Cameron: British scientists have proof deadly sarin gas was used in chemical weapons attack

Samples from soil and victim's clothing provide independent confirmation that illegal weapon was used against civilians and opposition fighters

British scientists have detected deadly sarin nerve agent on the clothing of one of the victims of the gas attack in Syria, David Cameron revealed today.

Samples collected from the clothes of a victim of the 21 August attack in Damascus that killed hundreds of men, women and children were tested positive at the secret Porton Down laboratories.

Soil at the site of the massacre also contained sarin traces. It means independent British confirmation that one of the cruellest of illegal weapons was unleashed against civilians and opposition fighters.

But Barack Obama’s call for attacks to punish Syrian dictator Bashar al-Assad was jolted when the Pope warned against “futile” military strikes.

In a boost for Russian leader Vladimir Putin who is leading opposition to military action at the G20 summit, the leader of the world’s 1.2 billion Roman Catholics said attacks would not solve the crisis.

“Rather, let there be a renewed commitment to seek, with courage and determination, a peaceful solution through dialogue and negotiation of the parties, unanimously supported by the international community,” Pope Francis said in a  letter to Mr Putin, the summit host.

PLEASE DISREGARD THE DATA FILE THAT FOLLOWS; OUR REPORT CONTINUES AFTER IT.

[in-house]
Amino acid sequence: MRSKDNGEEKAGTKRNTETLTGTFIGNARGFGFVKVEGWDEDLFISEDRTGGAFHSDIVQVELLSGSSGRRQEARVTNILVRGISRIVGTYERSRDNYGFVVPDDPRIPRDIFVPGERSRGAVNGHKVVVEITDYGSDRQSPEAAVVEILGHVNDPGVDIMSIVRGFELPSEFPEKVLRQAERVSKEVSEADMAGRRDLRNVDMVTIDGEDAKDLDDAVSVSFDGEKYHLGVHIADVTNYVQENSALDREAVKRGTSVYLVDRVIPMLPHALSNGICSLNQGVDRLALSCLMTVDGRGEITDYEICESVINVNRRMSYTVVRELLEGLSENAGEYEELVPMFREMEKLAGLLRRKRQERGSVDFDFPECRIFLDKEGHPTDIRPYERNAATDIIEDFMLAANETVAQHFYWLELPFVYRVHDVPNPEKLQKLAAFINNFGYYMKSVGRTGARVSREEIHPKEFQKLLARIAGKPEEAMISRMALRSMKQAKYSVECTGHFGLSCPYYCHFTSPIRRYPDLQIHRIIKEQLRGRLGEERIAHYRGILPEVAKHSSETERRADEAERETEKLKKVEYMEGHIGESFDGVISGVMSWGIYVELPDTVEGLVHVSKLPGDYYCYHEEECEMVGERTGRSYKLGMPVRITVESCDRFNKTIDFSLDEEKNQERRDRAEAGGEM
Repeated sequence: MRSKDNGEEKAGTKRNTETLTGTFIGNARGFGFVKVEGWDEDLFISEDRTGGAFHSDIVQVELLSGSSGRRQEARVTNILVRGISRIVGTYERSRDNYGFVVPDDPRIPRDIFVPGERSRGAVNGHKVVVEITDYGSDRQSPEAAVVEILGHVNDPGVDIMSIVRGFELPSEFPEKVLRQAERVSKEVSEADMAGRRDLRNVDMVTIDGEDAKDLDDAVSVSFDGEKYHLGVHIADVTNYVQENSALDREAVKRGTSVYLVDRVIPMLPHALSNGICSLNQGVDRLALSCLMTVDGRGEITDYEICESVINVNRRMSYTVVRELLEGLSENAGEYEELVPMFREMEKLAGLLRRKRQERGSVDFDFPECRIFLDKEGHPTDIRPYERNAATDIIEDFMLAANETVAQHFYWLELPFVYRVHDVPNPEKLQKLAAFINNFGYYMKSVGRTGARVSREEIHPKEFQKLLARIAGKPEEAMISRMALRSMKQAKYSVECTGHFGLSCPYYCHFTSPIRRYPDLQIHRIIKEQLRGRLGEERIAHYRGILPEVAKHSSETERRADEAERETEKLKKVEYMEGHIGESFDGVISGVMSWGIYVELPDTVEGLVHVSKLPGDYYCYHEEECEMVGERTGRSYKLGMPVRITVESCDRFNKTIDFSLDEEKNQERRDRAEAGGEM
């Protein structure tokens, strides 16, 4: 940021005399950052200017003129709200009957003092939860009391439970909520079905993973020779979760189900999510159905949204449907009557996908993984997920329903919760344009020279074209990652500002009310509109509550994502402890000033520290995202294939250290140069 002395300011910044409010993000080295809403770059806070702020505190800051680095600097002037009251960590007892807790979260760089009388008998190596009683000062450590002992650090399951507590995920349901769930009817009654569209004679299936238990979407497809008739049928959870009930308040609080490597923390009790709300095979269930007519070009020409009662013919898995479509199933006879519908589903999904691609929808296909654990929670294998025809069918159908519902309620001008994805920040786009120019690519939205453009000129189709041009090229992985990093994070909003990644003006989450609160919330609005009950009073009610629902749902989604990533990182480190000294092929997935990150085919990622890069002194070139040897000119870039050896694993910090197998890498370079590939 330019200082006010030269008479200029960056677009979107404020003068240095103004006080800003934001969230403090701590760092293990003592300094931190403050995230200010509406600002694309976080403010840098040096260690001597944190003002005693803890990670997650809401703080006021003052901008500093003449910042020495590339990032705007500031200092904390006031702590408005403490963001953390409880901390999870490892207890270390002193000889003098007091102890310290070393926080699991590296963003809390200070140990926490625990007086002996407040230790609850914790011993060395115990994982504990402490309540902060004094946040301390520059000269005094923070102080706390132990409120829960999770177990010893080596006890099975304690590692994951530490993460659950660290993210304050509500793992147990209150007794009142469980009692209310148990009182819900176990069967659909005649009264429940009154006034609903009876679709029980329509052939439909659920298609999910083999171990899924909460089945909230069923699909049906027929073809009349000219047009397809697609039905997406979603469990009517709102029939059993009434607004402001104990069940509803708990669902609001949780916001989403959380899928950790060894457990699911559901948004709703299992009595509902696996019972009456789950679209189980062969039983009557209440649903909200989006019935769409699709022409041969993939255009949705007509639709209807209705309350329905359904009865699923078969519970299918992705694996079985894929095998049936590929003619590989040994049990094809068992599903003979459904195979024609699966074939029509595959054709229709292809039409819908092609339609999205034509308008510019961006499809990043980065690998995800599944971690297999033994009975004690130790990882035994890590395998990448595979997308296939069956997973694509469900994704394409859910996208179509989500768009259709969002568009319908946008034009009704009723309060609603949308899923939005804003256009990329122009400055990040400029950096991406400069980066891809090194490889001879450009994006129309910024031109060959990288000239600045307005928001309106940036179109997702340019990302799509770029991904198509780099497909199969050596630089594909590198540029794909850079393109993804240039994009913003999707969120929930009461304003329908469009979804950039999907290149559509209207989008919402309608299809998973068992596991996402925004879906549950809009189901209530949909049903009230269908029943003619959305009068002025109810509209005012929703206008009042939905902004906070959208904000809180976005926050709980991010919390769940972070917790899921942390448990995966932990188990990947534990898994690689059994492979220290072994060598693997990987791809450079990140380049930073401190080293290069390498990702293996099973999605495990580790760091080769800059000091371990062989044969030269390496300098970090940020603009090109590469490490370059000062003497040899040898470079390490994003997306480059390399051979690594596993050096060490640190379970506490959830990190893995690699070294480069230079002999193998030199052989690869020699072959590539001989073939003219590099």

In his first big intervention on the global stage since he became Pope in March, Francis appealed: “To the leaders present, to each and every one, I make a heartfelt appeal for them to help find ways to overcome the conflicting positions.

He called on Catholics to join him on Saturday in a day of prayer and fasting to end the Syrian conflict.

British confirmation that sarin was used, probably by Assad forces, will reinforce the case for missile strikes.

Sarin is a clear liquid that turns into an odourless vapour – and is far more deadly than cyanide.

Arriving at St Petersburg for a G20 summit dominated by the question of whether to punish Bashar al-Assad’s regime for an apparent act of mass murder, the Prime Minister issued an urgent call for drugs and equipment to help Syrian people survive any further sarin attacks.

He urged to  set up a supply of antidote medicines, decontamination tents and other equipment to protect opposition-held areas feared to be in danger.

Today’s announcement comes too late to influence last week’s Commons debate on military action, where Mr Cameron was defeated by just 13 votes and forced to rule out taking part.

It will fuel criticism of the Government for rushing into a vote before the full evidence was available.

A tiny drop of sarin the size of a pinhead can kill in under two minutes, by paralysing lung functions. Victims suffer suffocation, vomiting and diarrhoea; and convulsions, typically dying in 15 minutes unless drugs are administered.

America and France have already announced that their own experts found evidence of banned sarin. Downing Street said the samples tested at the Defence Science Technology Laboratory [DSTL] were obtained independently of the two other countries.

No 10 would not reveal if the victim was male, female, adult or child, or civilian or fighter, saying only that he or she was “a victim”. Neither would sources reveal how British investigators came to possess the samples of clothing.